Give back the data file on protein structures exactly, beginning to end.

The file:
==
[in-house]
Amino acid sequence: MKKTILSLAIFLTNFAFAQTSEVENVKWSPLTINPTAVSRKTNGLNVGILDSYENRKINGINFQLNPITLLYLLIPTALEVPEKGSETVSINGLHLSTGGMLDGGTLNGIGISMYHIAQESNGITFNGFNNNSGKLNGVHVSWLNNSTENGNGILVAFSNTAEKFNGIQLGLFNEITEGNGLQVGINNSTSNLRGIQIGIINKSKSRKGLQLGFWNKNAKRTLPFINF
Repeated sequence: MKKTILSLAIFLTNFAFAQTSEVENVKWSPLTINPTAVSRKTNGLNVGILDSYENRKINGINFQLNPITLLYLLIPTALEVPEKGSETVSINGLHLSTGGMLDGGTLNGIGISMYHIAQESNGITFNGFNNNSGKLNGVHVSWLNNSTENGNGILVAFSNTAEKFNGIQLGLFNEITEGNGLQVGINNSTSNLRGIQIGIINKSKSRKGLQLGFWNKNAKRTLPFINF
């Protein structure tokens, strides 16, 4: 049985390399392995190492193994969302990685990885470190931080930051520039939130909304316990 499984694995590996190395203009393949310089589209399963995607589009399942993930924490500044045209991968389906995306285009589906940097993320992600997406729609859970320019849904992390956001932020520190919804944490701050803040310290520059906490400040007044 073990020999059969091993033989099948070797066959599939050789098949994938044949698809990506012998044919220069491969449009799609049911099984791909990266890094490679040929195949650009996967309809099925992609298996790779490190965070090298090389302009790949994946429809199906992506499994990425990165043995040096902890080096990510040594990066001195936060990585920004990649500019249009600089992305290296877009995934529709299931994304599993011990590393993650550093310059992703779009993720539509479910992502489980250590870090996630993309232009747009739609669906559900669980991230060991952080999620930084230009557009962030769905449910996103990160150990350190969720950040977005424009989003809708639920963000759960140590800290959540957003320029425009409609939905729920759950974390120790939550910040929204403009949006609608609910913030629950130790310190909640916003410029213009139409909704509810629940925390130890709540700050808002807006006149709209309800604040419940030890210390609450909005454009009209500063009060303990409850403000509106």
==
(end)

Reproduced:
[in-house]
Amino acid sequence: MKKTILSLAIFLTNFAFAQTSEVENVKWSPLTINPTAVSRKTNGLNVGILDSYENRKINGINFQLNPITLLYLLIPTALEVPEKGSETVSINGLHLSTGGMLDGGTLNGIGISMYHIAQESNGITFNGFNNNSGKLNGVHVSWLNNSTENGNGILVAFSNTAEKFNGIQLGLFNEITEGNGLQVGINNSTSNLRGIQIGIINKSKSRKGLQLGFWNKNAKRTLPFINF
Repeated sequence: MKKTILSLAIFLTNFAFAQTSEVENVKWSPLTINPTAVSRKTNGLNVGILDSYENRKINGINFQLNPITLLYLLIPTALEVPEKGSETVSINGLHLSTGGMLDGGTLNGIGISMYHIAQESNGITFNGFNNNSGKLNGVHVSWLNNSTENGNGILVAFSNTAEKFNGIQLGLFNEITEGNGLQVGINNSTSNLRGIQIGIINKSKSRKGLQLGFWNKNAKRTLPFINF
């Protein structure tokens, strides 16, 4: 049985390399392995190492193994969302990685990885470190931080930051520039939130909304316990 499984694995590996190395203009393949310089589209399963995607589009399942993930924490500044045209991968389906995306285009589906940097993320992600997406729609859970320019849904992390956001932020520190919804944490701050803040310290520059906490400040007044 073990020999059969091993033989099948070797066959599939050789098949994938044949698809990506012998044919220069491969449009799609049911099984791909990266890094490679040929195949650009996967309809099925992609298996790779490190965070090298090389302009790949994946429809199906992506499994990425990165043995040096902890080096990510040594990066001195936060990585920004990649500019249009600089992305290296877009995934529709299931994304599993011990590393993650550093310059992703779009993720539509479910992502489980250590870090996630993309232009747009739609669906559900669980991230060991952080999620930084230009557009962030769905449910996103990160150990350190969720950040977005424009989003809708639920963000759960140590800290959540957003320029425009409609939905729920759950974390120790939550910040929204403009949006609608609910913030629950130790310190909640916003410029213009139409909704509810629940925390130890709540700050808002807006006149709209309800604040419940030890210390609450909005454009009209500063009060303990409850403000509106």